by Clarke Wise
*The views expressed are my own and not necessarily representative of any particular group or association.*
Throughout my lifetime, President Ronald Reagan has often served as the barometer or litmus test for any aspiring Republican. In fact, one could go through his countless quotations and philosophical musings about the role of government to describe the foundation of the Republican Party. I could even argue that most of the positions enjoy no expiration date. And while political speak has transitioned from television to Twitter, there still remains one clarifying and unifying philosophy for Reagan Republican voters to examine before supporting any candidate: Government is not the solution to the problem, government often is the problem.
So, allow me to make the case for the true Republican Gubernatorial candidate in the 2019 election- Tate Reeves.
Let’s start with healthcare. I have often said that Republicans struggle with the healthcare debate because critics argue with their heart, and Republicans argue with their head. Make no mistake about it, Medicaid Expansion is no exception.
To my Republican friends who remain undecided or are on the Waller wagon, think about that for a minute. In what world has a Republican identified the government as the savior for a problem? And furthermore, if you fancy yourself a fiscal conservative, have you asked yourself “how do we pay for it?” If not, here’s a hint: nothing is more expensive than free. And while Hood and Waller may quibble over the semantics and call it “Medicaid reform,” let’s be honest and call it what it really is- more government.
On infrastructure, we have three candidates with two positions. Two believe a tax increase is the pathway forward. One believes that an environment, fostered by limited government intervention, with more taxpayers is a recipe for economic growth.
Another Reagan saying comes to mind whenever I hear clamors to hike taxes or increase revenue: “The problem is not that people are taxed too little, the problem is that government spends too much.” Now, some special interests will claim the cost of doing business has gone up, and that’s a fair point. But I would ask, are we spending the money appropriately? Just this week, Auditor Shad White announced his office identified $50,000 in improper expenditures in the Hinds County School District. That’s one school district. Wouldn’t you agree that Mississippi deserves the type of scrutiny throughout every element of government?
Again, Waller has words about feeding the government beast with more of our tax dollars, Reeves has a track record as a watchdog of our money. Say what you will, Mississippi needs a Governor who relies on private sector innovation, not expanding the size and scope of government intrusion in our lives.
There is a narrative in Mississippi politics that money is the solution, and in fact, most disciples of that philosophy will tell you the amount needed to fix the issue is “more.” If you are fine with an increase in your taxes at the gas pump, mark your ballot for Hood or Waller. If you believe that government, like most Mississippians, should prioritize spending to fit within a budget, then Tate Reeves is your candidate. If you are opposed to the notion of higher taxes (cloaked in the term “user fee”), then Tate Reeves is your candidate.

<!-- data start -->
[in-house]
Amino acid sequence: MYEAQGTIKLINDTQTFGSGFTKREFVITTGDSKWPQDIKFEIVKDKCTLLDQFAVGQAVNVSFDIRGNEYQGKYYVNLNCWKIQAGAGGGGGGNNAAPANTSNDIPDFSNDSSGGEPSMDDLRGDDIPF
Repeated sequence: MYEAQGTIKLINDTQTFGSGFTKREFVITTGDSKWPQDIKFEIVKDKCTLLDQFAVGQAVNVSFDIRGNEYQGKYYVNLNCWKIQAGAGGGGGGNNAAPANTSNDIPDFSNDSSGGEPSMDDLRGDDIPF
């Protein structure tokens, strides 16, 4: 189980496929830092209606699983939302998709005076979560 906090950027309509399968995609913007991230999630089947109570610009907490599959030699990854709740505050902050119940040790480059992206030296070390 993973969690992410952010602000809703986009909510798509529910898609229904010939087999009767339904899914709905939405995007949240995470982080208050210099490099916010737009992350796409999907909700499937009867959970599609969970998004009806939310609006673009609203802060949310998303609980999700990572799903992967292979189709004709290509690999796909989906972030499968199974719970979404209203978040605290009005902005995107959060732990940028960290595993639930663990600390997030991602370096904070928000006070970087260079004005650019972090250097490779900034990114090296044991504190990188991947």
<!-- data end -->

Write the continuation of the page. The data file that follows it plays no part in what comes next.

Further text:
Finally, I hear some cringe at the Lieutenant Governor’s track record of saying “No” to certain policies. Contrary to what some interests may say, that’s a good attribute. In fact, I submit that the ability to make tough decisions is a requirement for Mississippi’s next Governor.
For those struggling with this concept, I would encourage you to examine the career of the late Congressman Alan Nunnelee. During his remarks at one of the MS Boys State speeches, Congressman Nunnelee recounted his conversation with then Lieutenant Governor Phil Bryant when Alan was asked to Chair the Senate Appropriations Committee. The Congressman pointed out that he never served on the Appropriations Committee. According to Lt. Gov Bryant, what qualified Nunnelee was the ability to say “No” when necessary, the ability to say “Yes” when it’s important, and the wisdom to know the difference. Mississippi deserves a Governor who possesses the ability to process information and make difficult decisions- even when they are unpopular. Some will say that is Tate’s most frustrating quality. I would suggest that is his defining attribute that separates him from all other candidates.
As we approach the runoff election on Tuesday, August 27th, I would ask you to evaluate the candidates’ messages. Take a hard look at the two. I did, and to be blunt, Waller’s message and Hood’s message are indistinguishable.
Republicans have a clear choice. One candidate supports growing a government program and increasing the deficit and one says no to expanding Obama era policies. One candidate endorses and promotes a tax increase at the gas pump and one says government should be more responsible in how they spend our money. So in closing my case for Tate, I will leave you with one last quotation from President Reagan, “If more government is the answer, then it was a really stupid question.” I hope you will support an effort to keep government limited and accountable.
I hope you vote for the only conservative candidate for Governor, Tate Reeves.